Spice Bazaar is located in Eminonu, in the heart of Istanbul’s Old City. Eminonu is one of the transportation hubs of Istanbul and therefore it is crowded with people all day long.
Street food tours in Istanbul have been focusing on Eminonu and Sirkeci in recent years. These districts, where the oldest local restaurants and dessert shops of the city are located, offer visitors a historical atmosphere and traditional food places together.
Since Spice Bazaar is located in the middle of such a vibrant district, it offers its visitors many local experiences about Istanbul. You can see all the details I mentioned so far on the map below.
How to Go to Spice Bazaar?
You can take the tram to go to Spice Bazaar from Sultanahmet. Tram T1 departing from Sultanahmet Tram Station, passes Gulhane and Sirkeci stops, and reaches Eminonu Tram Station near Spice Bazaar.
To get to Spice Bazaar from Taksim, you can get down to “Kabatas” by taking Funicular F1 from the metro station in Taksim Square. Tram T1 departing from Kabatas Tram Station reaches Eminonu Tram Station near Spice Bazaar in 10 minutes.
In fact, it is more enjoyable to walk to Spice Bazaar from both Taksim and Sultanahmet. You can easily find the bazaar by following the tramway from Sultanahmet. On the way from Taksim, you can reach the bazaar by crossing the Galata Bridge.
In recent years, large hotels have opened in old districts such as Laleli, Aksaray and Beyazit. Those staying in this area can reach Spice Bazaar via the Grand Bazaar. You can see Mahmutpasa Street stretching between the two bazaars on the map above.
If you want to examine the Spice Bazaar map above in detail, you can access the full resolution version from this link. You can find many useful maps like this in the article named Istanbul tourist maps.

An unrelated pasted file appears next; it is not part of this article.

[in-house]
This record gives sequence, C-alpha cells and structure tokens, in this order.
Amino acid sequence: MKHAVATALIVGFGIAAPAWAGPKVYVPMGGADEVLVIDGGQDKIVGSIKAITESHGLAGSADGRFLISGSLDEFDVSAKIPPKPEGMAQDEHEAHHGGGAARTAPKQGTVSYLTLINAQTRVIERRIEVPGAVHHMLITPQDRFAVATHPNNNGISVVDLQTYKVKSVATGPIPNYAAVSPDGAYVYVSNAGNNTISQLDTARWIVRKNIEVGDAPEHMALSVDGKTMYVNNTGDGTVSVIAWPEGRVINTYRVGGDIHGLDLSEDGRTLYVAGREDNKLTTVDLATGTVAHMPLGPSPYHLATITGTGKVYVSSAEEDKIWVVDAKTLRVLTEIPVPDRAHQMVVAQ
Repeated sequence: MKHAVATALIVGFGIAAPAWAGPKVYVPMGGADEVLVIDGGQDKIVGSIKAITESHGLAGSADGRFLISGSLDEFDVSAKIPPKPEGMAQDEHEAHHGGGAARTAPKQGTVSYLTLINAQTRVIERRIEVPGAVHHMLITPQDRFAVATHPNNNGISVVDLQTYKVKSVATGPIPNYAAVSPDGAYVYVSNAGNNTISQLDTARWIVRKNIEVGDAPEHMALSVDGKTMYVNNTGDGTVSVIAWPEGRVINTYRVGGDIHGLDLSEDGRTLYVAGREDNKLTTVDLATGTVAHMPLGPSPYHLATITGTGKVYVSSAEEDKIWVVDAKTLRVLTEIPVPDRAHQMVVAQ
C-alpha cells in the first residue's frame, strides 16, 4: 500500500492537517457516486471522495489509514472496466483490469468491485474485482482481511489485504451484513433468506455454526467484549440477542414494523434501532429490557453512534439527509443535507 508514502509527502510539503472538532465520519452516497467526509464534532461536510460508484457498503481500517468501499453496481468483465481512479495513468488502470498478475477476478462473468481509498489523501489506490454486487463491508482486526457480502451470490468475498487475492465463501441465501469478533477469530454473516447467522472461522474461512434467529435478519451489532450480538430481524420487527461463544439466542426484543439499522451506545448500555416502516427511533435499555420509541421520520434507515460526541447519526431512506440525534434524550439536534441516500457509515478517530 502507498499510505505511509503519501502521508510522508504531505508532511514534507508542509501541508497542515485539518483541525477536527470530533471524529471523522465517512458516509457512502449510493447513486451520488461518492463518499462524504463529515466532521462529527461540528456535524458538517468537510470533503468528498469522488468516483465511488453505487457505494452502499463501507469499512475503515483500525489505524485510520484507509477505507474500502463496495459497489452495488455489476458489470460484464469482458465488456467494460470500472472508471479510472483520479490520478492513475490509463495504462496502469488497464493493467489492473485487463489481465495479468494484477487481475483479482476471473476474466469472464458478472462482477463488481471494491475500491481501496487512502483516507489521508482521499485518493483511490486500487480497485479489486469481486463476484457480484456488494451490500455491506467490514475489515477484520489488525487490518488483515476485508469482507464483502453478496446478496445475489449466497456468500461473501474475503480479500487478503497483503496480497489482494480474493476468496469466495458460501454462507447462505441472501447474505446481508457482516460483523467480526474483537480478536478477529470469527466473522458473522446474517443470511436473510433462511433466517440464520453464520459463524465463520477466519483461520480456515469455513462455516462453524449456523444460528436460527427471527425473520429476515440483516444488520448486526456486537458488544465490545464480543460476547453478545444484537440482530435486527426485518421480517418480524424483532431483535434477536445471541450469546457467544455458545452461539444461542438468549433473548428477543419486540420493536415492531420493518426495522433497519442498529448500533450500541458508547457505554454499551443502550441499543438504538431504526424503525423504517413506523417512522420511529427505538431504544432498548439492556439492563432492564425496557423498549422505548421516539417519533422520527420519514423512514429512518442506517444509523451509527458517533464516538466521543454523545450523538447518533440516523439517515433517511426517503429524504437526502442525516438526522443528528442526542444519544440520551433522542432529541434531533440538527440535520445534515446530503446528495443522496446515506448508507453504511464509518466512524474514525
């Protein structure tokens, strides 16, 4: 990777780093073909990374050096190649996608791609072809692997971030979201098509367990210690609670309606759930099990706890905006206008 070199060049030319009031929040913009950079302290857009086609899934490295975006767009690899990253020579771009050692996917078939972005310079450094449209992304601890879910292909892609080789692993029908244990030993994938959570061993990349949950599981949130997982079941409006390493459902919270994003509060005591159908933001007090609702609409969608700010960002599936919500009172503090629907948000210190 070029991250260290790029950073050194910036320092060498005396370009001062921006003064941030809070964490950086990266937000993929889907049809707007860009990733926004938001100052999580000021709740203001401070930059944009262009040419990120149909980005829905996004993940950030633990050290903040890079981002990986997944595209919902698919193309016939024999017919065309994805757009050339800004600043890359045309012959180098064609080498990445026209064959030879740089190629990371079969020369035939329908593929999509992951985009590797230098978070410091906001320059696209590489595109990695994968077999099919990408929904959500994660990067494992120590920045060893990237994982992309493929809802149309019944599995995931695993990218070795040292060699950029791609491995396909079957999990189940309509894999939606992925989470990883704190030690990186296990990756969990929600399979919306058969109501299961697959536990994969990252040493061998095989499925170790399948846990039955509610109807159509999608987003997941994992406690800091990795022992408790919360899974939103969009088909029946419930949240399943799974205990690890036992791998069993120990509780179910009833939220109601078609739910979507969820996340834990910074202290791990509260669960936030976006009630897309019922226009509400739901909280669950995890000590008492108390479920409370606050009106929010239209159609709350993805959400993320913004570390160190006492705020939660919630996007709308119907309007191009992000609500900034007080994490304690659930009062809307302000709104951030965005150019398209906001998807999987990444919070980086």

Spice Bazaar Shopping Tips
Spice Bazaar is one of the most important historical shopping places in Istanbul. As a local tour guide in Istanbul, in this article I tried to give you useful shopping tips on your visit to Spice Bazaar.
1. What to buy at Spice Bazaar?
In the notes of Western historians, this bazaar was described as a place where all kinds of spices are sold in large barrels. During the Ottoman period between the 15th and 20th centuries, only spices were sold here.
Today, most of the shops in the bazaar are similar to each other. In a typical Spice Bazaar shop, you can buy Turkish delight, tea leaves, various local nuts, dried fruits, saffron and, of course, spices.
Although most of the shops in the bazaar sell food, there are also souvenir shops like those in the Grand Bazaar. You can also find several jewelry and handbag shops.
2. Do Locals Shop at Spice Bazaar?
The answer to this question is partially yes. Curious Istanbulites are fascinated by the colorful shops and buy something while they explore every corner of the bazaar.
However, in general terms, the Spice Bazaar is considered a touristic and expensive place. On the other hand, the traditional shops in the streets around the bazaar are very popular with the locals.
Eminonu, the district where the bazaar is located, is a place where you can find the cheapest of everything in Istanbul. The streets surrounding the bazaar are ideal for electronics, pastry items, breakfast items and clothing.
There is an area in Istanbul where you can buy every item cheaply. Since the locals know this, they go to the Old City for certain things and to Beyoglu (around Taksim) for others.
History of the Spice Bazaar
The history of Spice Bazaar goes back to the 17th century. This bazaar was built in 1664 as part of the New Mosque complex. In the Ottoman period, only spices were sold in it.
The bazaar is known locally as the Egyptian Bazaar. The reason for this was that spices from Asia came to Egypt via caravans during the Ottoman period. Then spices were brought from Egypt to Istanbul by ship.
Traditional trade routes were under the control of the Ottoman Empire for many years. Since Egypt was also an Ottoman province, it functioned as a distribution point.